Panic Attack Specialist Casper WY

Anyone can suffer an isolated panic attack, especially during times of great stress. But if you experience them frequently—several times a month or regularly over longer periods—then you have what’s called “panic disorder.” Thankfully, in most cases, you can manage both varieties without resorting to long'term drug therapy.

Bruce Alan Kahn, MD
(307) 265-1190
300 S Wolcott St Ste 235
Casper, WY
Specialties
Psychiatry
Gender
Male
Education
Medical School: Oh State Univ Coll Of Med, Columbus Oh 43210
Graduation Year: 1985

Data Provided by:
Robert F Green, MD
(812) 868-0069
1233 E 2nd St
Casper, WY
Specialties
Psychiatry
Gender
Male
Education
Medical School: Suny-Hlth Sci Ctr At Brooklyn, Coll Of Med, Brooklyn Ny 11203
Graduation Year: 1952

Data Provided by:
Mark D Vuolo, MD
(307) 266-6244
300 S Wolcott St Ste 330
Casper, WY
Specialties
Psychiatry
Gender
Male
Education
Medical School: Univ Of Il Coll Of Med, Chicago Il 60680
Graduation Year: 1981

Data Provided by:
Larry D Plemmons, DO
(307) 237-1702
2417 E 15th St
Casper, WY
Specialties
Psychiatry
Gender
Male
Education
Medical School: Ok State Univ, Coll Of Osteo Med, Tulsa, Ok 74107
Graduation Year: 1990

Data Provided by:
Stephen Loyd Brown, MD
(307) 234-3638
2417 E 15th St
Casper, WY
Specialties
Psychiatry, Child & Adolescent Psychiatry
Gender
Male
Education
Medical School: Univ Of Southern Ca Sch Of Med, Los Angeles Ca 90033
Graduation Year: 1985
Hospital
Hospital: Wyoming Med Ctr, Casper, Wy; St Johns Hospital, Jackson, Wy; Wyoming Behavioral Inst, Casper, Wy

Data Provided by:
Dr.Arlene Viray
(307) 235-2552
111 W 2nd St # 613
Casper, WY
Gender
F
Education
Medical School: Univ Of Santo Tomas, Fac Of Med And Surg, Manila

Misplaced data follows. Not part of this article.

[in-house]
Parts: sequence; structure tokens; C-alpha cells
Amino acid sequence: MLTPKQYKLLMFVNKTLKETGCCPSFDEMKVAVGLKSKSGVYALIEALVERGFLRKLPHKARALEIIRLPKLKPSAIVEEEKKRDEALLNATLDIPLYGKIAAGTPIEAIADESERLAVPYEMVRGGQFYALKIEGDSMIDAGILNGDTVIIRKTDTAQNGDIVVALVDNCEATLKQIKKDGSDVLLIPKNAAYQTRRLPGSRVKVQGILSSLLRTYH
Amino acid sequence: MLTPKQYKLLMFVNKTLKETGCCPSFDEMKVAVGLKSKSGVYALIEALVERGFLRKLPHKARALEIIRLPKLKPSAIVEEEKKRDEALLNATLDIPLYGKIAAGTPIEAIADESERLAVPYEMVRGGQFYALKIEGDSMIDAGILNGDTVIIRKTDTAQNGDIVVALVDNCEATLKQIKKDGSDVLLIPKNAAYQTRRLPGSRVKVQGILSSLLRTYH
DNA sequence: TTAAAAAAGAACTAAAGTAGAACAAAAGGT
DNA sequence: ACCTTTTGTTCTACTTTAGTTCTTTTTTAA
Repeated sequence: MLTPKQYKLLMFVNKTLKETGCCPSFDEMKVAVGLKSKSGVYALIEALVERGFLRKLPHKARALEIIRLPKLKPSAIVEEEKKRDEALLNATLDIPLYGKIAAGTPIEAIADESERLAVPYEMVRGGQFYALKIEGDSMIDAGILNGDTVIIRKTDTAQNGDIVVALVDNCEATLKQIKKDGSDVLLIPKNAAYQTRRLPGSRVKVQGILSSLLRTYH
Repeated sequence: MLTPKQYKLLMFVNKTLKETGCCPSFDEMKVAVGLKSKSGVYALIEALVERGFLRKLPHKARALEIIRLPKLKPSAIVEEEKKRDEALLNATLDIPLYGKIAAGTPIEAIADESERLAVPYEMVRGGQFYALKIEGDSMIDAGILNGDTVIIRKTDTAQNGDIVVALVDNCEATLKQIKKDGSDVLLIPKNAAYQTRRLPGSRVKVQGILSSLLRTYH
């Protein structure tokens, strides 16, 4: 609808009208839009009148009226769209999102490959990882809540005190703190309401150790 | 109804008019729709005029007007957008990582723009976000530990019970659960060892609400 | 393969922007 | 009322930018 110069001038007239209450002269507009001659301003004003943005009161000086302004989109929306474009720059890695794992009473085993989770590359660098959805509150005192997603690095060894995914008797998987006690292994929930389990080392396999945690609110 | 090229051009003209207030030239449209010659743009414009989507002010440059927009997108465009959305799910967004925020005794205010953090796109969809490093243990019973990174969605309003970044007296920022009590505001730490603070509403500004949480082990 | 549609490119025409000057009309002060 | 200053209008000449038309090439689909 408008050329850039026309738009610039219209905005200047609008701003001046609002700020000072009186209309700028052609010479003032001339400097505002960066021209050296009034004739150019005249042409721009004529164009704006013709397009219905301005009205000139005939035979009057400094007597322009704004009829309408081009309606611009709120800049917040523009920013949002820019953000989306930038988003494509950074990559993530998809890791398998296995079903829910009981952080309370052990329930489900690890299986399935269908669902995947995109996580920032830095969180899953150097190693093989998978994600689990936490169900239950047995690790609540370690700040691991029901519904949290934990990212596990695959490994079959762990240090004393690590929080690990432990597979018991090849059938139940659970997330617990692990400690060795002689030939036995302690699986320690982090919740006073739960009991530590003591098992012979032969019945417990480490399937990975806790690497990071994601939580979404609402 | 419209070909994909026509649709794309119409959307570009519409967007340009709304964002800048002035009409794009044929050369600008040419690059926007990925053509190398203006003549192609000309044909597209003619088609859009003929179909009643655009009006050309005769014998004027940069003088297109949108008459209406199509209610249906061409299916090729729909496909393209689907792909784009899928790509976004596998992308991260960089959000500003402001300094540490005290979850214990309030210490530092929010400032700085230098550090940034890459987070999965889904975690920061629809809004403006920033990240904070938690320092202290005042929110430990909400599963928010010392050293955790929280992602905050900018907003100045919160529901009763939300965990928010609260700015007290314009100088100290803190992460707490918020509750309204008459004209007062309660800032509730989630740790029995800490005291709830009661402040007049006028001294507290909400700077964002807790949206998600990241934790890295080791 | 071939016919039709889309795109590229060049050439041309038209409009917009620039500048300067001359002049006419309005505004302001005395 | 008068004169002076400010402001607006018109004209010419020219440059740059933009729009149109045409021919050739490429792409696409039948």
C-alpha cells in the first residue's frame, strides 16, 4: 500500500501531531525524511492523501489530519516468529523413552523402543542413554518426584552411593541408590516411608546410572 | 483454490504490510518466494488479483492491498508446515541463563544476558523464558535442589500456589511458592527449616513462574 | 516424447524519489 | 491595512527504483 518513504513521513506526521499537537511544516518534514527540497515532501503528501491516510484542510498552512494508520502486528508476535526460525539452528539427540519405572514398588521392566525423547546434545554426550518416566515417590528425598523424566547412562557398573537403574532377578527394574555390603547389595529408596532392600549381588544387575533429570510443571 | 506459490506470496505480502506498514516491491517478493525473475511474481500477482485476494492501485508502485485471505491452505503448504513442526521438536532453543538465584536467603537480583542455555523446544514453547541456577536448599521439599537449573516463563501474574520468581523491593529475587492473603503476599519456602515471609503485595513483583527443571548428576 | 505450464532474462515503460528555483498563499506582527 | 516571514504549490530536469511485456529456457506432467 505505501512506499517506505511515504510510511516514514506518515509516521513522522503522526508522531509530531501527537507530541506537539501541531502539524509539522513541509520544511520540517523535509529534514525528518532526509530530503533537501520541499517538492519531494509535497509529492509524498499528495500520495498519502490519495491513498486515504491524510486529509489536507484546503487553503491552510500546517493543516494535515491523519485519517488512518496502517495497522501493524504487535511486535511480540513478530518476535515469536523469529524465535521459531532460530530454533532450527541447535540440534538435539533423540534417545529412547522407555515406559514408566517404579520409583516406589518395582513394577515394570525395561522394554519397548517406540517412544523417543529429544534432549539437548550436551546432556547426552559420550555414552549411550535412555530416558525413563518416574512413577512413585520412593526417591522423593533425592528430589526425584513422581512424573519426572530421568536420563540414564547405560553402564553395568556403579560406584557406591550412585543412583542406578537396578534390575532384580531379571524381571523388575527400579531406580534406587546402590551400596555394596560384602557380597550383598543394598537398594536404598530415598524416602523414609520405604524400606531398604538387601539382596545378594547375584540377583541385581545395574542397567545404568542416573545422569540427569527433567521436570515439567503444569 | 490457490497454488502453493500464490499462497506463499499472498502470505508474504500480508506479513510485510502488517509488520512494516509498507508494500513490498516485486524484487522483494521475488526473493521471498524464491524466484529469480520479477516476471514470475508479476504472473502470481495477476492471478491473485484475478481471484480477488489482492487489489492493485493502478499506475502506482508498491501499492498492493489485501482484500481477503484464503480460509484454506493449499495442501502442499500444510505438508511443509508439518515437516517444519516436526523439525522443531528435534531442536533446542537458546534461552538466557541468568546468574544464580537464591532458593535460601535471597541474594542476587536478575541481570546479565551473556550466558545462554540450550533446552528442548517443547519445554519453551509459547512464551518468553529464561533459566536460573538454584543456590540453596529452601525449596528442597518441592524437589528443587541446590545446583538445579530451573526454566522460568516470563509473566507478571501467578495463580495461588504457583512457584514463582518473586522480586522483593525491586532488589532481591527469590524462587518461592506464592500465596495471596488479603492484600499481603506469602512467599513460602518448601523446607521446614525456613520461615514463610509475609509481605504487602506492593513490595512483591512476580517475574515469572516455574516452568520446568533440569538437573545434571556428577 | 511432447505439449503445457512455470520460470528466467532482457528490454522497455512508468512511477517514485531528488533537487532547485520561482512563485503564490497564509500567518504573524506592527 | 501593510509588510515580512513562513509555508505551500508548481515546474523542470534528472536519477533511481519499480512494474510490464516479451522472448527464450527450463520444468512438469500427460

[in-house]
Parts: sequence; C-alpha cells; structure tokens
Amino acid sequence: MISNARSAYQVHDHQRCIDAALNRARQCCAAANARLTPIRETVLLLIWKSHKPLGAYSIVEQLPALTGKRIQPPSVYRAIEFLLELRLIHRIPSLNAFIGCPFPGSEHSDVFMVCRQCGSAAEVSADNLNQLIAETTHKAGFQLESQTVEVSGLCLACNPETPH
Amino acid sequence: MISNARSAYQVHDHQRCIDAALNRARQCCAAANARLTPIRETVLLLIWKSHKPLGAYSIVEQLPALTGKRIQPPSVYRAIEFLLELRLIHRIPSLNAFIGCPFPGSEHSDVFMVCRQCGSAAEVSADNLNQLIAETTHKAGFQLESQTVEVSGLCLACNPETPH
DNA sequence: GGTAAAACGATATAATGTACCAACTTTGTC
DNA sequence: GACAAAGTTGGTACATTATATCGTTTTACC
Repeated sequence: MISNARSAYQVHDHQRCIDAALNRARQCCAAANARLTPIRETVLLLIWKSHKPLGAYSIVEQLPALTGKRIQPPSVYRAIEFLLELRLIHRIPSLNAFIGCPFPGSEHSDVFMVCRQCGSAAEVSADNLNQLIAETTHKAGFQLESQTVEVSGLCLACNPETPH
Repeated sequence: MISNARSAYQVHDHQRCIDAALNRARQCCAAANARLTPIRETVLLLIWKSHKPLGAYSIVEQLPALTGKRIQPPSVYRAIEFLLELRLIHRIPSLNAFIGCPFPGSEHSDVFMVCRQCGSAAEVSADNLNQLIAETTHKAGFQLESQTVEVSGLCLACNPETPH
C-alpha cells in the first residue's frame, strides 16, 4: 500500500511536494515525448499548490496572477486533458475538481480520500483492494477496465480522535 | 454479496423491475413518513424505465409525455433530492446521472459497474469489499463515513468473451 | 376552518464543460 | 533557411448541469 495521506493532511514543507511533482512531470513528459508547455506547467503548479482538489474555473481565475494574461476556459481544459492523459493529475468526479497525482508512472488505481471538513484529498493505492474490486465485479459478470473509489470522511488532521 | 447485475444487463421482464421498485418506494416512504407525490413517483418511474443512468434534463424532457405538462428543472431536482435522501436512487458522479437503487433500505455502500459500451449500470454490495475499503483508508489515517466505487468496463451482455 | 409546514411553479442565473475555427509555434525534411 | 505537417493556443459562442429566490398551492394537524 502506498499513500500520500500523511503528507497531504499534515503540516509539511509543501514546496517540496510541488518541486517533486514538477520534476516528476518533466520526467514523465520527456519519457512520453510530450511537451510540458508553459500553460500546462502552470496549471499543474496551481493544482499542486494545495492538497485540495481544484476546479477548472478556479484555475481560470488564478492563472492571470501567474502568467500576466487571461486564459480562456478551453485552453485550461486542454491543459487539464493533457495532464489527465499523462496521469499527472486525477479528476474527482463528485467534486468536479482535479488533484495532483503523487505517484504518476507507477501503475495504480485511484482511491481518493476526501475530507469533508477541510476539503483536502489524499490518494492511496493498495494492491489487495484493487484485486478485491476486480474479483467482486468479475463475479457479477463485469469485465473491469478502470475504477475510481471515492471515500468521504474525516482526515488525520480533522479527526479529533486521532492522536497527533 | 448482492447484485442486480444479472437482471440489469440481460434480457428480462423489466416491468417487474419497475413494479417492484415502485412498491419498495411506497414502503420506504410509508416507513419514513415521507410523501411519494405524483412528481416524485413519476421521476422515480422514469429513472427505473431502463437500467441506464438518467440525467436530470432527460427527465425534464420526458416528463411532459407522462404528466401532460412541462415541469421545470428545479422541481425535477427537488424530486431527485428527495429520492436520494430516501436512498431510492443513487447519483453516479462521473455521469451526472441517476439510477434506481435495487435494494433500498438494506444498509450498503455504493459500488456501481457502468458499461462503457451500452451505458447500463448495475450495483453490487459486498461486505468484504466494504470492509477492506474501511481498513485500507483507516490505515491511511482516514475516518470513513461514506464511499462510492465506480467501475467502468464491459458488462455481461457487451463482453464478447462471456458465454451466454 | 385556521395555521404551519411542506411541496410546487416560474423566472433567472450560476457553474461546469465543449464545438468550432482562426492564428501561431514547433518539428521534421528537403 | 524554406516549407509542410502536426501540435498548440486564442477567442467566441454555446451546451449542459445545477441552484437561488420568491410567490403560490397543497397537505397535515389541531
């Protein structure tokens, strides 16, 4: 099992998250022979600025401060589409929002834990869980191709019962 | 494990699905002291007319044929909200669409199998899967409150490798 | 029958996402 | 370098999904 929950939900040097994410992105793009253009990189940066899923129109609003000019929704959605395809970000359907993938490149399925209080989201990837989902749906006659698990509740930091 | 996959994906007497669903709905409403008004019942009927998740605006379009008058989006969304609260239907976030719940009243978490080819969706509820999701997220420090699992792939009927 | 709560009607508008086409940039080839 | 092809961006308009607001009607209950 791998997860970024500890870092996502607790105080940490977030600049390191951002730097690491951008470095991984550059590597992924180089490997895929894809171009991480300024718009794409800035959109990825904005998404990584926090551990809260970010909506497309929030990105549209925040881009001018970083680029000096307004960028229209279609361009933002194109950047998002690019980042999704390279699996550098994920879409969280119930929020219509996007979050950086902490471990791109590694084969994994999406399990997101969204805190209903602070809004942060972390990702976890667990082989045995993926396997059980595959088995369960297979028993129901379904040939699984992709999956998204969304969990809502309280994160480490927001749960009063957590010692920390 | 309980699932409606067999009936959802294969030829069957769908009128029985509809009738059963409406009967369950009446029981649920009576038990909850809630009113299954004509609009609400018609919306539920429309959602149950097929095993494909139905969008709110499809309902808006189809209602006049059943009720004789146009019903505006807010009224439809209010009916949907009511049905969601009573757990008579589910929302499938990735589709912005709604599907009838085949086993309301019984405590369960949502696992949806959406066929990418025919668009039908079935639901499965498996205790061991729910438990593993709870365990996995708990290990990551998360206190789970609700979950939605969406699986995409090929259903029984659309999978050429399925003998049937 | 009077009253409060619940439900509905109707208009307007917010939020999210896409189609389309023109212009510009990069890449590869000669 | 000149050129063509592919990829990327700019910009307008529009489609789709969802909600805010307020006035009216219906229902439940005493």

Year of Graduation: 1988
Speciality
Psychiatrist
General Information
Accepting New Patients: Yes
RateMD Rating
5.0, out of 5 based on 3, reviews.

Data Provided by:
Dr.Mark Vuolo
(307) 266-6244
300 S Wolcott St # 330
Casper, WY
Gender
M
Education
Medical School: Univ Of Il Coll Of Med
Year of Graduation: 1981
Speciality
Psychiatrist
General Information
Accepting New Patients: Yes
RateMD Rating
5.0, out of 5 based on 1, reviews.

Data Provided by:
Arlene P Viray, MD
(307) 235-2552
300 S Wolcott St
Casper, WY
Specialties
Psychiatry
Gender
Female
Education
Medical School: Univ Of Santo Tomas, Fac Of Med And Surg, Manila, Philippines
Graduation Year: 1988

Data Provided by:
Timothy Bartlett Hudson, MD
(307) 237-1702
3841 E 15th St Apt 629
Casper, WY
Specialties
Psychiatry
Gender
Male
Education
Medical School: In Univ Sch Of Med, Indianapolis In 46202
Graduation Year: 1980

Data Provided by:
Donald Jay Ross, MD
(206) 282-3177
11150 E Henrie Roadway
Evansville, WY
Specialties
Psychiatry
Gender
Male
Education
Medical School: Univ Of Tx Med Sch At San Antonio, San Antonio Tx 78284
Graduation Year: 1974

Data Provided by:
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Ask the Doctor—Panic Attacks

Provided by: